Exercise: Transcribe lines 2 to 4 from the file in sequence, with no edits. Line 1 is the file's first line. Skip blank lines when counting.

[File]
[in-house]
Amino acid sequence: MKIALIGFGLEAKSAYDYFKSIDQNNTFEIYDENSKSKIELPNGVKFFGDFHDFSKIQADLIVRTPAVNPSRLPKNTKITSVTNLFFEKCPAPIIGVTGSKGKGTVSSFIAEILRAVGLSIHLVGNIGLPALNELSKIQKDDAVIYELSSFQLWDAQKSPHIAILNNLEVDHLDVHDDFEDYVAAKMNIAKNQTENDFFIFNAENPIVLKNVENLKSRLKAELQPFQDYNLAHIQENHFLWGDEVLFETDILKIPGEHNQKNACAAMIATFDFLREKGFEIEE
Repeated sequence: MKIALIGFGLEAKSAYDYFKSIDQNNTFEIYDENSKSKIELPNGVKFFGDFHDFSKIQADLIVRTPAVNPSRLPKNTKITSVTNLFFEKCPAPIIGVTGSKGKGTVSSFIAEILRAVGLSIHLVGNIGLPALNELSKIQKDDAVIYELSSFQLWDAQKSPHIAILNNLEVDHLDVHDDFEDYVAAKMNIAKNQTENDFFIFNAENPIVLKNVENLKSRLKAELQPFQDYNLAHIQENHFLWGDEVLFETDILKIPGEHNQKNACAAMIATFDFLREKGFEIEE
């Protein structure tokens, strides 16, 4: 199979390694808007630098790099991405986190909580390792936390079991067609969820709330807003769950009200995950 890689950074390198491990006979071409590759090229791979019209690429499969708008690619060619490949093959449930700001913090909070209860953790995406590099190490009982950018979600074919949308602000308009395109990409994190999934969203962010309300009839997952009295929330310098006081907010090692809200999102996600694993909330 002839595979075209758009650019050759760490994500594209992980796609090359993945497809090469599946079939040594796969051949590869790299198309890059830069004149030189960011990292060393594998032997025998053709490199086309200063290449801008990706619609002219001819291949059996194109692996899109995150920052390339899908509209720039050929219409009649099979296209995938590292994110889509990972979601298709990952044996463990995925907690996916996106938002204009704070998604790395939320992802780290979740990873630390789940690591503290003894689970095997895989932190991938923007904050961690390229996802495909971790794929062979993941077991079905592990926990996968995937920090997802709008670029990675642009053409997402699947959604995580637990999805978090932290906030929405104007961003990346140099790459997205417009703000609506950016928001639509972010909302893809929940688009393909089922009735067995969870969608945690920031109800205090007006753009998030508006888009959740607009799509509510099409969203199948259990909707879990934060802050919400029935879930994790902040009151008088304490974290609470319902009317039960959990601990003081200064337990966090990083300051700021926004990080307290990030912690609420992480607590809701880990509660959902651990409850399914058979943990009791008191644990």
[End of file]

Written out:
Amino acid sequence: MKIALIGFGLEAKSAYDYFKSIDQNNTFEIYDENSKSKIELPNGVKFFGDFHDFSKIQADLIVRTPAVNPSRLPKNTKITSVTNLFFEKCPAPIIGVTGSKGKGTVSSFIAEILRAVGLSIHLVGNIGLPALNELSKIQKDDAVIYELSSFQLWDAQKSPHIAILNNLEVDHLDVHDDFEDYVAAKMNIAKNQTENDFFIFNAENPIVLKNVENLKSRLKAELQPFQDYNLAHIQENHFLWGDEVLFETDILKIPGEHNQKNACAAMIATFDFLREKGFEIEE
Repeated sequence: MKIALIGFGLEAKSAYDYFKSIDQNNTFEIYDENSKSKIELPNGVKFFGDFHDFSKIQADLIVRTPAVNPSRLPKNTKITSVTNLFFEKCPAPIIGVTGSKGKGTVSSFIAEILRAVGLSIHLVGNIGLPALNELSKIQKDDAVIYELSSFQLWDAQKSPHIAILNNLEVDHLDVHDDFEDYVAAKMNIAKNQTENDFFIFNAENPIVLKNVENLKSRLKAELQPFQDYNLAHIQENHFLWGDEVLFETDILKIPGEHNQKNACAAMIATFDFLREKGFEIEE
């Protein structure tokens, strides 16, 4: 199979390694808007630098790099991405986190909580390792936390079991067609969820709330807003769950009200995950 890689950074390198491990006979071409590759090229791979019209690429499969708008690619060619490949093959449930700001913090909070209860953790995406590099190490009982950018979600074919949308602000308009395109990409994190999934969203962010309300009839997952009295929330310098006081907010090692809200999102996600694993909330 002839595979075209758009650019050759760490994500594209992980796609090359993945497809090469599946079939040594796969051949590869790299198309890059830069004149030189960011990292060393594998032997025998053709490199086309200063290449801008990706619609002219001819291949059996194109692996899109995150920052390339899908509209720039050929219409009649099979296209995938590292994110889509990972979601298709990952044996463990995925907690996916996106938002204009704070998604790395939320992802780290979740990873630390789940690591503290003894689970095997895989932190991938923007904050961690390229996802495909971790794929062979993941077991079905592990926990996968995937920090997802709008670029990675642009053409997402699947959604995580637990999805978090932290906030929405104007961003990346140099790459997205417009703000609506950016928001639509972010909302893809929940688009393909089922009735067995969870969608945690920031109800205090007006753009998030508006888009959740607009799509509510099409969203199948259990909707879990934060802050919400029935879930994790902040009151008088304490974290609470319902009317039960959990601990003081200064337990966090990083300051700021926004990080307290990030912690609420992480607590809701880990509660959902651990409850399914058979943990009791008191644990």